Africana women (meaning Black women of Africa and the Diaspora) are the first teachers of their children and in many cases the primary breadwinner, the community advocate, and a creative force within the family. The women Ujamaa Collective serves and impacts range from teenagers to grandmothers. It is our goal to harness these qualities to support women to create agency within their own lives by enhancing their innate skills and teaching them new proficiency to help them in determining where they want to go.
Particularly, our goal is to help Africana women develop self-sufficiency through creative entrepreneurship and cooperation while utilizing fair trade principles. Whether as makers or manufacturers, the spaces we create (i.e. our bourtique, farm, marketplace and manufacturing hub) are places where women can create, market and sell their wares and share expertise with our neighbors in a healthy and vibrant environment. As we are headquartered in Pittsburgh, PA, recently named the nation’s most livable city, we have much work to do. Statistically, the economic status of Pittsburgh’s Africana woman population is fighting a losing battle. Similar to our peers across the Atlantic, Black women in Pittsburgh are experiencing real socioeconomic hurdles.
Just as the originator’s of the fair trade movement were stirred to open up economic channels after witnessing the hard work and creative endeavors of our international brothers and sisters and seeing them not receive their fair share, Ujamaa was formed out of that same spirit. Fair Trade is just as relevant in impacting poverty in the United States as it is across the waters in foreign countries. A local woman learning how to help herself helps her children and her entire family. Multiple women working together transforms the community. Ujamaa Collective is doing its best to combine cultural ethics with cooperative business practices to help lift as we climb.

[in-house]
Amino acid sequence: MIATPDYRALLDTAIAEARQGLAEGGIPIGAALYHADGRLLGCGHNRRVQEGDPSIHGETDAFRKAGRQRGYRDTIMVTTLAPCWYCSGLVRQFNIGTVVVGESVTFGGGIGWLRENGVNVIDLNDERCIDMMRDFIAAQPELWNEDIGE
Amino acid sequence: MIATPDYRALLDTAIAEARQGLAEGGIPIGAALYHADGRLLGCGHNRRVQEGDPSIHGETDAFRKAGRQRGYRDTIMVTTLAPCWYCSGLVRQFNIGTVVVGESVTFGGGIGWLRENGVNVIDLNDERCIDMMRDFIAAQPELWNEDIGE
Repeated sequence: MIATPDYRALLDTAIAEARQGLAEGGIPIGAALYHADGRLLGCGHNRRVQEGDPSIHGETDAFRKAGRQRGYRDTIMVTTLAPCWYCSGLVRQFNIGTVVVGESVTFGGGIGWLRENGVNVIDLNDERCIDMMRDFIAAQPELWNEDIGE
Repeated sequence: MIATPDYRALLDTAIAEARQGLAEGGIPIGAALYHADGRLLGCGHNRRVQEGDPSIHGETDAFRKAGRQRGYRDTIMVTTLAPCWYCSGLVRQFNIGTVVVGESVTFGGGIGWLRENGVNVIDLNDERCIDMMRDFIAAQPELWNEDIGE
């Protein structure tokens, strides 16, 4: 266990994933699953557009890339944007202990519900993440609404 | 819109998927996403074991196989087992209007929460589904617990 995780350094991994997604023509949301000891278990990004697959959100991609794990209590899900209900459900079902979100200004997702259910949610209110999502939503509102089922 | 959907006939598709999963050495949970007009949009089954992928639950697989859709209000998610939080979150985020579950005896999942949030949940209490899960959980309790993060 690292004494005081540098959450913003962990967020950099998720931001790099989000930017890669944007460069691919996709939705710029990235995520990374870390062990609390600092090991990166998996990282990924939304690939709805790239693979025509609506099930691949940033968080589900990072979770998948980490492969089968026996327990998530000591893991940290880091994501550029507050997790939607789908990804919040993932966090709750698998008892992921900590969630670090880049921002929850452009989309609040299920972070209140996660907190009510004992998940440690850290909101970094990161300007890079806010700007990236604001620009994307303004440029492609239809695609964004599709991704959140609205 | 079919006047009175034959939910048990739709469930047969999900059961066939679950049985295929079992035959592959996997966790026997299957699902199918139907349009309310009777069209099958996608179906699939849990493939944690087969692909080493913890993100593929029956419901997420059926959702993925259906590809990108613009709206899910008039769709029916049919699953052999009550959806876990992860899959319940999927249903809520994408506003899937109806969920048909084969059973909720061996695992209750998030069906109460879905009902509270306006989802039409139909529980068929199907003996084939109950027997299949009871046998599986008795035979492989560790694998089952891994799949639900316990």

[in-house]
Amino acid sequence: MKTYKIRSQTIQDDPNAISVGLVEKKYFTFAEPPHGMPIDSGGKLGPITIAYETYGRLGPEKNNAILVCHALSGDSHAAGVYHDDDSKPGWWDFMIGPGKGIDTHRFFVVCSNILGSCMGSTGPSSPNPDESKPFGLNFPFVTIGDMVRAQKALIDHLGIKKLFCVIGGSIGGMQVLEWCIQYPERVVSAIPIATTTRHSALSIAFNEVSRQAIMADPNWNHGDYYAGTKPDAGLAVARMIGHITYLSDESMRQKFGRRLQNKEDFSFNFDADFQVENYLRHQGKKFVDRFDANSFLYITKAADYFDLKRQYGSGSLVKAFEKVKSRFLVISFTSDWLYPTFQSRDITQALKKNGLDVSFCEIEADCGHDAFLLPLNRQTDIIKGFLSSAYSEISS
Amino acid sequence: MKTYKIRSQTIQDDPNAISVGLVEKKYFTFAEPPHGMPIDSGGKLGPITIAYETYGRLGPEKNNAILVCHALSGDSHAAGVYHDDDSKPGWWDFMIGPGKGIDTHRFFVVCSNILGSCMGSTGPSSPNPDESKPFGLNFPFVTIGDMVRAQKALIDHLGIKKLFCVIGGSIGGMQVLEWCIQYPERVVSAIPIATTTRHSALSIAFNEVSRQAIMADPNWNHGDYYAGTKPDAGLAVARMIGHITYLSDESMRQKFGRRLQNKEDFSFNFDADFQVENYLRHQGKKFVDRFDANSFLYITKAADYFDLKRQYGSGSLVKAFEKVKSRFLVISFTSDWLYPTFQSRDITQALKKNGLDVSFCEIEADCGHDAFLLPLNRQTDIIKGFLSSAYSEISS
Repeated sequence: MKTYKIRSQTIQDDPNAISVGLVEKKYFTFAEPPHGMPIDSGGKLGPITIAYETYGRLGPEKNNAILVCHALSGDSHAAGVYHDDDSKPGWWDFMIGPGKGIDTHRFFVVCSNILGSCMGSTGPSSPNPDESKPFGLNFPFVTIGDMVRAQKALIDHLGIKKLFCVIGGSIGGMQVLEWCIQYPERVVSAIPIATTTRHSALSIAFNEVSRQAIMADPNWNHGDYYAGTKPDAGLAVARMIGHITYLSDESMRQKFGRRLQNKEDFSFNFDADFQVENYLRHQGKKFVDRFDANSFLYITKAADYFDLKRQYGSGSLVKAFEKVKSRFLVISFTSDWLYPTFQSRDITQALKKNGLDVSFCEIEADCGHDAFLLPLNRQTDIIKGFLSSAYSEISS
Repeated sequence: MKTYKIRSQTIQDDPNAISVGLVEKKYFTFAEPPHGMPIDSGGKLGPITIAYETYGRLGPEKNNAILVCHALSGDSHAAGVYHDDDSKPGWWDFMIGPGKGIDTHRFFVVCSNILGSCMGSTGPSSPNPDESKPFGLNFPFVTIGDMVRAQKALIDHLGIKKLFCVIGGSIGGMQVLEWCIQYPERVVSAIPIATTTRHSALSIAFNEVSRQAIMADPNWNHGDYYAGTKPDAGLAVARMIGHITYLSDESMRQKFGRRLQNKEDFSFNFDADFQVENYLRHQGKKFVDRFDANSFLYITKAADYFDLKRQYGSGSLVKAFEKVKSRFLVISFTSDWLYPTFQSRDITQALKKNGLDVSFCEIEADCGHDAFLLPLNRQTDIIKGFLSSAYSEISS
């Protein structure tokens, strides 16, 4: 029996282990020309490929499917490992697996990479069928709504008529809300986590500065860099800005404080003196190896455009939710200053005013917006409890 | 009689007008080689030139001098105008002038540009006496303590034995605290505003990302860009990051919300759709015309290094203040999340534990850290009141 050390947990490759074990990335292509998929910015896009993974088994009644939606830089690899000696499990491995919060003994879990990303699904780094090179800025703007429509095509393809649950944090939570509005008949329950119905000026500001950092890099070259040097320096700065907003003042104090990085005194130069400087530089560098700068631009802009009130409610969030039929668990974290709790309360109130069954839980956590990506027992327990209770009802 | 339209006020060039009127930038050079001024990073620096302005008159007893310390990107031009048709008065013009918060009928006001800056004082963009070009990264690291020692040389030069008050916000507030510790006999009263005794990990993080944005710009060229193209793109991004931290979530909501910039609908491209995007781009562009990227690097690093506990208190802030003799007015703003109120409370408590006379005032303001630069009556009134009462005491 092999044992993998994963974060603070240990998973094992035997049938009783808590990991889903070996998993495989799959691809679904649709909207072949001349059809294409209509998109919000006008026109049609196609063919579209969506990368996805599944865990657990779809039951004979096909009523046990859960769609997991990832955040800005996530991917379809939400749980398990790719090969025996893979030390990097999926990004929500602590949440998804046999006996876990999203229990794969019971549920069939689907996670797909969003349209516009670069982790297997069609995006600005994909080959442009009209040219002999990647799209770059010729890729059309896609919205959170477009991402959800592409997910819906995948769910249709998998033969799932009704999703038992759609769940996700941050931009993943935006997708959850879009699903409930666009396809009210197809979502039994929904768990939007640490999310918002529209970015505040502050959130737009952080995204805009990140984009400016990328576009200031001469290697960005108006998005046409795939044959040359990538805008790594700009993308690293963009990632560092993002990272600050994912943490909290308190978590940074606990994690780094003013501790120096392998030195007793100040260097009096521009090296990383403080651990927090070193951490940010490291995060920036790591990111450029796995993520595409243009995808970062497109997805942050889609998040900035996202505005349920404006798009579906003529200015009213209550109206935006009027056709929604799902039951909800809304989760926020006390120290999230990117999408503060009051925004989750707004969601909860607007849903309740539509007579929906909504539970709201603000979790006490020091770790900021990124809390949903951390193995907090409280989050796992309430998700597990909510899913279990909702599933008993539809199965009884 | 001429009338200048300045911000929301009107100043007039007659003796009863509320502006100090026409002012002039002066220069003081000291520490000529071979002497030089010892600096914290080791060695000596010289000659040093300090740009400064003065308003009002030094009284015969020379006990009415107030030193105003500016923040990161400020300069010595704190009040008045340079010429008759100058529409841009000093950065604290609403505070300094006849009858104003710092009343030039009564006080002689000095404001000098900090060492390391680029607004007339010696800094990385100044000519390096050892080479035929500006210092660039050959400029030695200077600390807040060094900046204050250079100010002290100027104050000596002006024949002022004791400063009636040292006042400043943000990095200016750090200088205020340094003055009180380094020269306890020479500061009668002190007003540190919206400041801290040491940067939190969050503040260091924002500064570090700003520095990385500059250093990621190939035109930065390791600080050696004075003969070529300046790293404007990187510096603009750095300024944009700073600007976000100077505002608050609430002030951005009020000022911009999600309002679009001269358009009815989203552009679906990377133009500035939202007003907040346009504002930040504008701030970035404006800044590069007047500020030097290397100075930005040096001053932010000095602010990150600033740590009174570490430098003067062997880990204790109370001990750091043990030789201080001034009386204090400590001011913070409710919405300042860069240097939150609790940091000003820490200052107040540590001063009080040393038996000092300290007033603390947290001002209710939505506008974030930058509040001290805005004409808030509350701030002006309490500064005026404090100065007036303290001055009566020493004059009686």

Currently, Ujamaa Collective’s primary causes focus on broadening the artisan efforts for Africana women makers of bodycare products through our WholeBodyCare Manufacturing Hub. Read more about this initiative here.
Ujamaa also plans to continue it’s work exposing young women to entrepreneurship. We are committed to investing in the next generation of Black women artists and entrepreneurs through The Aya Duafe Arts and Entrepreneurship program. This project-based summer camp blends STEAM and cooperative economics with hands-on career exploration, contextualized by an Africana leadership and cultural framework. Read more about our summer camp here.
Through our longtime partner, Amizade Global Service-Learning, Ujamaa is honored to be one of three organizations that is a part of the Hill District Global Education Coalition, providing international learning trips to urban teenagers. This year, we have the privilege and responsibility to mentor 10 young women through a pre-immersion, immersion and post-immersion process related to a 10 day educational program in Ghana, West Africa. Read more about our “Year of Return” here.
Learn more about how Ujamaa is postively affecting outcomes both in our region and abroad by contacting us.